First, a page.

Steven Blum has written more than 2,000 blog posts as a founding member of AndroidPIT's English editorial team. A graduate of the University of Washington, Steven Blum also studied Journalism at George Washington University in Washington D.C. for two years. Since then, his writing has appeared in The Stranger, The Seattle P-I, Blackbook Magazine and Venture Villlage. He loves the HTC One and hopes the company behind it still exists in a few years.
The day the Nexus 4 launched on the Google Play Store, it promptly sold out, sparking a wildfire of angry tweets from frustrated Android fans. Throughout Google's botched launch, the number one question on people's minds was: why did the new model sell out so quickly? Were thousands of people buying the new model per second or had Google ordered a too-modest amount of phones, all but ensuring the phone would sell-out quickly? Without official numbers from Google, it was impossible to tell if the Nexus 4's perpetual scarcity was indicative of high-demand or supply-chain shortages.
Thankfully, the trusted wonks over at XDA have started to piece together the Nexus 4's sales numbers using the serial number on the backs of their phones. Using these numbers, the users were able to pinpoint roughly how many devices are being produced per month (70,000 in October, 90,000 in November and 210,000 in December). Users were even able to figure out WHEN their Nexus 4 devices were made – one user discovered his was made three days after he had ordered it, but took a week to travel from Korea to Kentucky.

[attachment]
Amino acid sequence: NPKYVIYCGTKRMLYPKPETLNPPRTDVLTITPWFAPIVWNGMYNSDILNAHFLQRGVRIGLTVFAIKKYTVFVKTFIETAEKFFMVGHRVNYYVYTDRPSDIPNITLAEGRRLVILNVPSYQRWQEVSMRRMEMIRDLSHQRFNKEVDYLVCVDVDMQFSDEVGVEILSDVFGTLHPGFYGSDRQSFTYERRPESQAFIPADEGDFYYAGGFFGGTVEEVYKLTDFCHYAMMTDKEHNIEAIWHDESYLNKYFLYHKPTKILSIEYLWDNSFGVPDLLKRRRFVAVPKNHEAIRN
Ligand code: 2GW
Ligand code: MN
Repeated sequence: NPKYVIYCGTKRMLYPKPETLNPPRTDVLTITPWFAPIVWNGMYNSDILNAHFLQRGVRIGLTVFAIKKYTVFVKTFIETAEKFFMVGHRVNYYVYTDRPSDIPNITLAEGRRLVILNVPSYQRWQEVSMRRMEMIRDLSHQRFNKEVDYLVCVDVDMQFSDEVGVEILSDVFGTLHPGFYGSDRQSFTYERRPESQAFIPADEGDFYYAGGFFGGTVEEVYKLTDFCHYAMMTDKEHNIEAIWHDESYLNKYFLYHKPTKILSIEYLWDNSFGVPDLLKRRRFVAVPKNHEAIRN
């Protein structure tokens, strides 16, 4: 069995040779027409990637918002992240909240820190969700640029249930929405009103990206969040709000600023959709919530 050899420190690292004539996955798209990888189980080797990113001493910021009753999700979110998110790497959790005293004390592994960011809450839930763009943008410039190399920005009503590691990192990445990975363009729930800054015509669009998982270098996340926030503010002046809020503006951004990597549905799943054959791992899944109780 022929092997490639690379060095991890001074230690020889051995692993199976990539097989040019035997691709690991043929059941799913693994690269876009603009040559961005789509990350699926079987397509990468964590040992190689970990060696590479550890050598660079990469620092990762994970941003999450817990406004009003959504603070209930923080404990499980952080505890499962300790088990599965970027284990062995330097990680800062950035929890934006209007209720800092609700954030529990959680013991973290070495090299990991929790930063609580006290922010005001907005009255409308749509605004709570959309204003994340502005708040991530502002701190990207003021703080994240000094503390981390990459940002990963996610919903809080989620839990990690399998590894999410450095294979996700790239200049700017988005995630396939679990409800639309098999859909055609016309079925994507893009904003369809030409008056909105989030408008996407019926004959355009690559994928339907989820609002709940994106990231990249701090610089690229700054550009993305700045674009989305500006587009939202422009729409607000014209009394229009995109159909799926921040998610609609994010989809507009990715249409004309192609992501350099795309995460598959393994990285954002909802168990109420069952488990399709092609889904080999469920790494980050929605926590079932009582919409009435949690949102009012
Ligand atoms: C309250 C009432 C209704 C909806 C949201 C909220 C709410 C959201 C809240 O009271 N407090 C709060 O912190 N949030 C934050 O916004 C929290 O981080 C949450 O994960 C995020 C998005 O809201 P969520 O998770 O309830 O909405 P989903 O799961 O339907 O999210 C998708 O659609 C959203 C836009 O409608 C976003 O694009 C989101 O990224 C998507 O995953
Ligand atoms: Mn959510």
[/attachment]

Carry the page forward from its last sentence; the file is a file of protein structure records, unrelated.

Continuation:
The big conclusion? Google Nexus 4 devices are perpetually sold out because LG has been slow to build them, not because of high demand. The estimated number of Nexus 4 devices sold hovers around 375,000 after 3 months. That's not a great figure, especially when stacked against blockbuster phones like the Galaxy S3 (20 million sold within the first 100 days).
But perhaps Google doesn't care. Historically, Nexus devices haven't been the most popular models. They're more showboats than stronghold devices. Sure they showcase the latest Google features, but Google rarely invests the advertising dollars needed to push them into blockbuster territory. That's just the way it goes.
Of more immediate concern to Android fans is the question: when will LG finally get its act together and start producing more of these babies? Unfortunately, we don't know the answer to that but you better bet we'll let you know when we know.